Scroll to navigation

ICMP(4) Device Drivers Manual ICMP(4)


icmpInternet Control Message Protocol


#include <sys/types.h>
#include <sys/socket.h>
#include <netinet/in.h>

socket(AF_INET, SOCK_RAW, proto);


ICMP is the error and control message protocol used by IP and the Internet protocol family. It may be accessed through a “raw socket” for network monitoring and diagnostic functions. The proto parameter to the socket call to create an ICMP socket is obtained from getprotobyname(3). ICMP sockets are connectionless, and are normally used with the sendto(2) and recvfrom(2) calls, though the connect(2) call may also be used to fix the destination for future packets (in which case the read(2) or recv(2) and write(2) or send(2) system calls may be used).

Outgoing packets automatically have an IP header prepended to them (based on the destination address). Incoming packets are received with the IP header and options intact.


ICMP messages are classified according to the type and code fields present in the ICMP header. The abbreviations for the types and codes may be used in rules in pf.conf(5). The following types are defined:

0 echorep Echo reply
3 unreach Destination unreachable
4 squench Packet loss, slow down
5 redir Shorter route exists
6 althost Alternate host address
8 echoreq Echo request
9 routeradv Router advertisement
10 routersol Router solicitation
11 timex Time exceeded
12 paramprob Invalid IP header
13 timereq Timestamp request
14 timerep Timestamp reply
15 inforeq Information request
16 inforep Information reply
17 maskreq Address mask request
18 maskrep Address mask reply
30 trace Traceroute
31 dataconv Data conversion problem
32 mobredir Mobile host redirection
33 ipv6-where IPv6 where-are-you
34 ipv6-here IPv6 i-am-here
35 mobregreq Mobile registration request
36 mobregrep Mobile registration reply
39 skip SKIP
40 photuris Photuris

The following codes are defined:

0 net-unr unreach Network unreachable
1 host-unr unreach Host unreachable
2 proto-unr unreach Protocol unreachable
3 port-unr unreach Port unreachable
4 needfrag unreach Fragmentation needed but DF bit set
5 srcfail unreach Source routing failed
6 net-unk unreach Network unknown
7 host-unk unreach Host unknown
8 isolate unreach Host isolated
9 net-prohib unreach Network administratively prohibited
10 host-prohib unreach Host administratively prohibited
11 net-tos unreach Invalid TOS for network
12 host-tos unreach Invalid TOS for host
13 filter-prohib unreach Prohibited access
14 host-preced unreach Precedence violation
15 cutoff-preced unreach Precedence cutoff
0 redir-net redir Shorter route for network
1 redir-host redir Shorter route for host
2 redir-tos-net redir Shorter route for TOS and network
3 redir-tos-host redir Shorter route for TOS and host
0 normal-adv routeradv Normal advertisement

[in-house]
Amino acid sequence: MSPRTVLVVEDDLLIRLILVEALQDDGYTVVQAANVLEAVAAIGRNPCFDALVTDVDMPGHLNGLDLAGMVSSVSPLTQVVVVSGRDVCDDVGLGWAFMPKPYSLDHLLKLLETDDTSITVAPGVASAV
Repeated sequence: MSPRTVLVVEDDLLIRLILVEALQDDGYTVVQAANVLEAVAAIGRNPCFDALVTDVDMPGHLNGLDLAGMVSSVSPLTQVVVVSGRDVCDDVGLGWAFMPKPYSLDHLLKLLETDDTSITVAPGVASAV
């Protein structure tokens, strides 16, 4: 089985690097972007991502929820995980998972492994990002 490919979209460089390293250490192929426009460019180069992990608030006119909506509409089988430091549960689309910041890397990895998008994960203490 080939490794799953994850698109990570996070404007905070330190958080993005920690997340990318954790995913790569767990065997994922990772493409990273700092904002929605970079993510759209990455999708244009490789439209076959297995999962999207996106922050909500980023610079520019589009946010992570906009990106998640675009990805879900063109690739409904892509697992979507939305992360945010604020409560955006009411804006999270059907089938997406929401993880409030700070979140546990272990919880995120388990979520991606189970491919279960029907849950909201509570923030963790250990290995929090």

16 common-adv routeradv Selective advertisement
0 transit timex Time exceeded in transit
1 reassemb timex Time exceeded in reassembly
0 badhead paramprob Invalid option pointer
1 optmiss paramprob Missing option
2 badlen paramprob Invalid length
1 unknown-ind photuris Unknown security index
2 auth-fail photuris Authentication failed
3 decrypt-fail photuris Decryption failed

MIB Variables

The ICMP protocol implements a number of variables in the net.inet.icmp branch of the sysctl(3) MIB.

(boolean) Enable/disable replies to ICMP Address Mask Request packets. Defaults to false.
(unsigned integer) When maskrepl is set and this value is non-zero, it will be used instead of the real address mask when the system replies to an ICMP Address Mask Request packet. Defaults to 0.
(integer) Bandwidth limit for ICMP replies in packets/second. If set to zero, no limiting will occur. Defaults to 200.
(boolean) Enable/disable logging of ICMP replies bandwidth limiting. Defaults to true.
(boolean) Enable/disable dropping of ICMP Redirect packets. Defaults to false.
(boolean) Enable/disable logging of ICMP Redirect packets. Defaults to false.
(boolean) Enable/disable ICMP replies received via broadcast or multicast. Defaults to false.
(str) An interface name used for the ICMP reply source in response to packets which are not directly addressed to us. By default continue with normal source selection.
(boolean) Use the IP address of the interface the packet came through in for responses to packets which are not directly addressed to us. If enabled, this rule is processed before all others. By default, continue with normal source selection. Enabling this option is particularly useful on routers because it makes external traceroutes show the actual path a packet has taken instead of the possibly different return path.
(integer) Number of bytes from original packet to quote in ICMP reply. This number is internally enforced to be at least 8 bytes (per RFC792) and at most the maximal space left in the ICMP reply mbuf.
(boolean) Enable/disable replies to ICMP Timestamp packets. Defaults to true.


A socket operation may fail with one of the following errors returned:

when trying to establish a connection on a socket which already has one, or when trying to send a datagram with the destination address specified and the socket is already connected;
when trying to send a datagram, but no destination address is specified, and the socket has not been connected;
when the system runs out of memory for an internal data structure;
when an attempt is made to create a socket with a network address for which no network interface exists.


recv(2), send(2), inet(4), intro(4), ip(4), pf.conf(5)


The icmp protocol appeared in 4.3BSD.

March 26, 2015 Debian